(332-76 BCE) The period of Greek (Seleucid) domination after Alexander the Great conquered the Land of Israel. The Jewish theocracy remained for some time, and then practicing the Judaism was prohibited, causing the Hasmonean Revolt. Check the Timeline
Period beginning with the Macedonian King Alexander the Great in 330 B.C. and continuing till the Battle of Actium in 30 B.C.
historic period that begins after Alexander the Great's death in 323 B.C., when his empire was broken into many separate kingdoms; most were ruled by dynasties descended from his generals and thus were strongly influenced by Greek culture
A period in ancient Mediterranean history. Defined by modern scholars, the Hellenistic period runs from the conquests of Alexander (336 BC) to Octavian's victory at Actium (31 BC). It was characterized by the expansion of Greek culture and trade throughout the Mediterranean. Bibliography: OCD, s.v. "Hellenism, Hellenization"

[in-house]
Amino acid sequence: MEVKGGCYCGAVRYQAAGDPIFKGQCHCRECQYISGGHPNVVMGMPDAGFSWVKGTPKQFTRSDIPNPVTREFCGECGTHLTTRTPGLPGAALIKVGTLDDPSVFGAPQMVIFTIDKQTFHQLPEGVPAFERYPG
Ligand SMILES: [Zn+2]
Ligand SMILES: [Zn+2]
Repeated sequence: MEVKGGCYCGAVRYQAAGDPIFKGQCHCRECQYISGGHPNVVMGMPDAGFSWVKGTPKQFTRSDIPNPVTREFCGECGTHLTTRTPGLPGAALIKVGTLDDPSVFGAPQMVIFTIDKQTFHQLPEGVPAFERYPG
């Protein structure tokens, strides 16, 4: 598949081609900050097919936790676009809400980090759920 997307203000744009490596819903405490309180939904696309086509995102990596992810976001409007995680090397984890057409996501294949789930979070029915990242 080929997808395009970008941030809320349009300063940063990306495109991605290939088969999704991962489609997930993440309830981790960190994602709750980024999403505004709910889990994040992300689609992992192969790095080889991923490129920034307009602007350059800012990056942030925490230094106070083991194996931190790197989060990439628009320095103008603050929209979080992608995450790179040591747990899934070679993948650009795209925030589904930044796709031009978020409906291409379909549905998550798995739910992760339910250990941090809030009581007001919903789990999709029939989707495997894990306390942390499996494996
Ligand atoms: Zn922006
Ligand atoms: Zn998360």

From 338 - 146 B.C. Greece expanded its influence over a large area. Phillip II of Macedonia began by taking over Greece and the city-states that were rundown from the many wars during the Classical Period. After his assassination, his son Alexander the Great conquered Syria, Palestine, Egypt (where he founded Alexandria), Persia, northern Afghanistan, and northern India thus spreading "Hellenism" throughout a great area. After Alexander's death his conquered territories were divided and weakened, thus ushering in the period of Roman control.
That culture associated with the spread of Greek influence as a result of Macedonian conquests; often seen as the combination of Greek culture with eastern political forms. (p. 125)
The Hellenistic period (4th - 1st c. BC), if the figures of Alexander the Great and Cleopatra are excluded, is relatively less known among the Greek eras. It's often considered a period of transition, sometimes even of decline or decadence, between the brilliance of the Greek Classical Era and the strength of the Roman Empire.